The Latest on United States-Canadian Lumber Tariffs

American home builders recently received notification that lumber prices which have peaked at unprecedented highs this past year may soon see some relief, in part to the efforts of the United States Commerce Department.

The U.S. Commerce Department along with trade officials have been working diligently to reduce duties and tariffs placed on lumber imported from Canada and provide relief to the home construction industry. National Association of Home Builders (NAHB) Chairman Chuck Fowke reported, “The Commerce Department’s action to reduce duties from more than 20% to 9% on softwood lumber shipments from Canada into the U.S. is a positive development, but more needs to be done. Tariffs have contributed to unprecedented price volatility in the lumber market in 2020, leading to upward pressure on prices and harming housing affordability for American consumers. Prices won’t come down enough based on tariff reduction alone. The U.S. needs to work with Canada to end the tariffs and achieve a long-term, stable solution in lumber trade that provides for a consistent and fairly priced supply of lumber.”

These reductions come after a decades-long dispute between U.S. and Canadian lumber producers centering on Canadian timber pricing policies. In 2017 industry leaders began urging the two countries to begin negotiations after tariffs of over 25 percent were imposed.

Lumber prices in July, 2020, for the first time since 2018, increased to over $500 per thousand board feet. Three months later in September prices peaked at the historical high of $950 per thousand board feet. Currently prices have dropped, but over all are still approximately 60 percent higher than in April, 2020. These skyrocketing costs translated into increased construction costs of $10,000 to $15,000 for each new residential residence.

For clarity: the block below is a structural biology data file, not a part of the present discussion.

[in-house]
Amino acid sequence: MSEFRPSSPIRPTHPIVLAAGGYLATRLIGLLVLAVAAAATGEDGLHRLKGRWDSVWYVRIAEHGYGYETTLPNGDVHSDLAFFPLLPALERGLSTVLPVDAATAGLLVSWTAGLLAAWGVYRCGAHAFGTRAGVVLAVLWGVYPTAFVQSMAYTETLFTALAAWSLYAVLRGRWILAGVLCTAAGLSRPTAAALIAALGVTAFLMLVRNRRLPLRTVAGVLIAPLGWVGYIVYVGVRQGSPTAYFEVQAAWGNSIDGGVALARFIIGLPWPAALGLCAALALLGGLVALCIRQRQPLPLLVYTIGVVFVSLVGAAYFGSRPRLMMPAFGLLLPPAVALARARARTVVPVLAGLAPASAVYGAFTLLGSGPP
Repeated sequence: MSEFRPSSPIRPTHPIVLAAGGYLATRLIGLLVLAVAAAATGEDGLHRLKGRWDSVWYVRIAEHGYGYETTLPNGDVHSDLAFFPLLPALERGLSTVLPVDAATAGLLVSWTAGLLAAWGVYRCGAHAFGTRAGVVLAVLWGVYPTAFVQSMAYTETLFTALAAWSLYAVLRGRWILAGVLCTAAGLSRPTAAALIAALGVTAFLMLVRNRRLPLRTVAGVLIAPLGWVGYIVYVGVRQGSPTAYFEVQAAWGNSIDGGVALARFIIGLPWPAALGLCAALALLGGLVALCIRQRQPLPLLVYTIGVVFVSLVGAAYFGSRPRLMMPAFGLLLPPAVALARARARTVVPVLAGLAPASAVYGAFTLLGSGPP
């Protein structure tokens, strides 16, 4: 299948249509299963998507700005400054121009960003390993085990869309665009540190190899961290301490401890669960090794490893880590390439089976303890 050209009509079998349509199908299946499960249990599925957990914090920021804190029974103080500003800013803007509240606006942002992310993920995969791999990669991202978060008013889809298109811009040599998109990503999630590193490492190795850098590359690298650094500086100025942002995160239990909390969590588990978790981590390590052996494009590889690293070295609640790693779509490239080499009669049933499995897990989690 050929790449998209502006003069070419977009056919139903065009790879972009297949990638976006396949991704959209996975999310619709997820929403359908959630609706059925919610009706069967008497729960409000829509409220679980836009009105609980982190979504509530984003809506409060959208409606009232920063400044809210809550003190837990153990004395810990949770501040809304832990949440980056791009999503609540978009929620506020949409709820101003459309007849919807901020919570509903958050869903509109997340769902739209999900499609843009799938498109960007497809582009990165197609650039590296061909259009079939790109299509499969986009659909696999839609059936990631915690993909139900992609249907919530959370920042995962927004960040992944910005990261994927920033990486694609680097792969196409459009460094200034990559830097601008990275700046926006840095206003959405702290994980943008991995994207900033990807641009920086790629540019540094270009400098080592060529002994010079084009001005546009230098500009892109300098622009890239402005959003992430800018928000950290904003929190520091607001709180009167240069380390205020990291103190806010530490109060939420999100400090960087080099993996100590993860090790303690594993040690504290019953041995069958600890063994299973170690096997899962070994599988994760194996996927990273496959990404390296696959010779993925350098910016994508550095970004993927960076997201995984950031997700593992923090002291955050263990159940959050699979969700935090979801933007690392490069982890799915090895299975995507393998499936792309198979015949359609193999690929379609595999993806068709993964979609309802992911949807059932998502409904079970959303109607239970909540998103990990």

The lowest mortgage interest rates on record have become the saving grace for both home builders and new homeowners. Interest rates, in some cases as low as 2.5 percent, have gone a long way in offsetting increased lumber prices. In fact some builders are now showing loan appraisers their actual lumber costs, which in turn allows the appraiser to ethically and responsibility adjust their appraisals accordingly.

Bottom line is while a reduction of over 10 percent is a step in the right direction; more work needs to be done in order for the home building industry to reach a necessary level of economic stability.

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